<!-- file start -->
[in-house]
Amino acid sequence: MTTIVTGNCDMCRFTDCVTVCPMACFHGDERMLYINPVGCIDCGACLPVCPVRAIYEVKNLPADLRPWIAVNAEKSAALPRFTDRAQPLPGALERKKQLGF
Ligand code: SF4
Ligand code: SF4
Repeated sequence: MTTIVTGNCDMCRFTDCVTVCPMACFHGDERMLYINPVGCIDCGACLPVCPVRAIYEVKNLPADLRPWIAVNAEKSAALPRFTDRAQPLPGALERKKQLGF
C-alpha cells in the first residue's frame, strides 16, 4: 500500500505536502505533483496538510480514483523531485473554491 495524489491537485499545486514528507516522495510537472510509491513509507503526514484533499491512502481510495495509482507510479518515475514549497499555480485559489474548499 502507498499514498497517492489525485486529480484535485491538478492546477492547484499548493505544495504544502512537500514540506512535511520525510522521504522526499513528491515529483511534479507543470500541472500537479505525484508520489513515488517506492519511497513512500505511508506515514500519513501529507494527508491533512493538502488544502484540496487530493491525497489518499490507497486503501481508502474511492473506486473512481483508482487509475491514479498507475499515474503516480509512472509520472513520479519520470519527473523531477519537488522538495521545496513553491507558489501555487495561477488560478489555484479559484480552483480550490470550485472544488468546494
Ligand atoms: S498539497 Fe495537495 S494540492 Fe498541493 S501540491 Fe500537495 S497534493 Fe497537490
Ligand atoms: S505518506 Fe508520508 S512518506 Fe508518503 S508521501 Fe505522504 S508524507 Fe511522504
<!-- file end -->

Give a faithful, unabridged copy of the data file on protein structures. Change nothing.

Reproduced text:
[in-house]
Amino acid sequence: MTTIVTGNCDMCRFTDCVTVCPMACFHGDERMLYINPVGCIDCGACLPVCPVRAIYEVKNLPADLRPWIAVNAEKSAALPRFTDRAQPLPGALERKKQLGF
Ligand code: SF4
Ligand code: SF4
Repeated sequence: MTTIVTGNCDMCRFTDCVTVCPMACFHGDERMLYINPVGCIDCGACLPVCPVRAIYEVKNLPADLRPWIAVNAEKSAALPRFTDRAQPLPGALERKKQLGF
C-alpha cells in the first residue's frame, strides 16, 4: 500500500505536502505533483496538510480514483523531485473554491 495524489491537485499545486514528507516522495510537472510509491513509507503526514484533499491512502481510495495509482507510479518515475514549497499555480485559489474548499 502507498499514498497517492489525485486529480484535485491538478492546477492547484499548493505544495504544502512537500514540506512535511520525510522521504522526499513528491515529483511534479507543470500541472500537479505525484508520489513515488517506492519511497513512500505511508506515514500519513501529507494527508491533512493538502488544502484540496487530493491525497489518499490507497486503501481508502474511492473506486473512481483508482487509475491514479498507475499515474503516480509512472509520472513520479519520470519527473523531477519537488522538495521545496513553491507558489501555487495561477488560478489555484479559484480552483480550490470550485472544488468546494
Ligand atoms: S498539497 Fe495537495 S494540492 Fe498541493 S501540491 Fe500537495 S497534493 Fe497537490
Ligand atoms: S505518506 Fe508520508 S512518506 Fe508518503 S508521501 Fe505522504 S508524507 Fe511522504